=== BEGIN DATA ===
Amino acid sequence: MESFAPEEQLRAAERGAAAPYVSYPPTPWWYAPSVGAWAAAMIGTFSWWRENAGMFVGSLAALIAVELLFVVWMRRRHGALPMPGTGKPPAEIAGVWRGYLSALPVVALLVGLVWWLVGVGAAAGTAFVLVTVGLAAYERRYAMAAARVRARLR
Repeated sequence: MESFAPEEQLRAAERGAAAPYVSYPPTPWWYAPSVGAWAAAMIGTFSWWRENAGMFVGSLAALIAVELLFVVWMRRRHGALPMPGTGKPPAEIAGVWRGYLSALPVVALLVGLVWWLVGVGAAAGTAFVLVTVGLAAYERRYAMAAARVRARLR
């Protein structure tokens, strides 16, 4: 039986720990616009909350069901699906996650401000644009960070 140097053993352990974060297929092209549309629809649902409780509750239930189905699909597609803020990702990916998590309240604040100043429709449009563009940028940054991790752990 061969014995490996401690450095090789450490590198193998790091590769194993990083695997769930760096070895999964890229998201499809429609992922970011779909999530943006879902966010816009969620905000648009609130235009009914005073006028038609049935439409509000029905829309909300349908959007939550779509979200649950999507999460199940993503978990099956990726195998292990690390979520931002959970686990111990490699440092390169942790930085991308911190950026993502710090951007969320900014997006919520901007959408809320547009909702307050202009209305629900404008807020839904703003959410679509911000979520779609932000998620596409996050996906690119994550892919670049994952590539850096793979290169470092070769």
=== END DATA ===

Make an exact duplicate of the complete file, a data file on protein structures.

Amino acid sequence: MESFAPEEQLRAAERGAAAPYVSYPPTPWWYAPSVGAWAAAMIGTFSWWRENAGMFVGSLAALIAVELLFVVWMRRRHGALPMPGTGKPPAEIAGVWRGYLSALPVVALLVGLVWWLVGVGAAAGTAFVLVTVGLAAYERRYAMAAARVRARLR
Repeated sequence: MESFAPEEQLRAAERGAAAPYVSYPPTPWWYAPSVGAWAAAMIGTFSWWRENAGMFVGSLAALIAVELLFVVWMRRRHGALPMPGTGKPPAEIAGVWRGYLSALPVVALLVGLVWWLVGVGAAAGTAFVLVTVGLAAYERRYAMAAARVRARLR
């Protein structure tokens, strides 16, 4: 039986720990616009909350069901699906996650401000644009960070 140097053993352990974060297929092209549309629809649902409780509750239930189905699909597609803020990702990916998590309240604040100043429709449009563009940028940054991790752990 061969014995490996401690450095090789450490590198193998790091590769194993990083695997769930760096070895999964890229998201499809429609992922970011779909999530943006879902966010816009969620905000648009609130235009009914005073006028038609049935439409509000029905829309909300349908959007939550779509979200649950999507999460199940993503978990099956990726195998292990690390979520931002959970686990111990490699440092390169942790930085991308911190950026993502710090951007969320900014997006919520901007959408809320547009909702307050202009209305629900404008807020839904703003959410679509911000979520779609932000998620596409996050996906690119994550892919670049994952590539850096793979290169470092070769």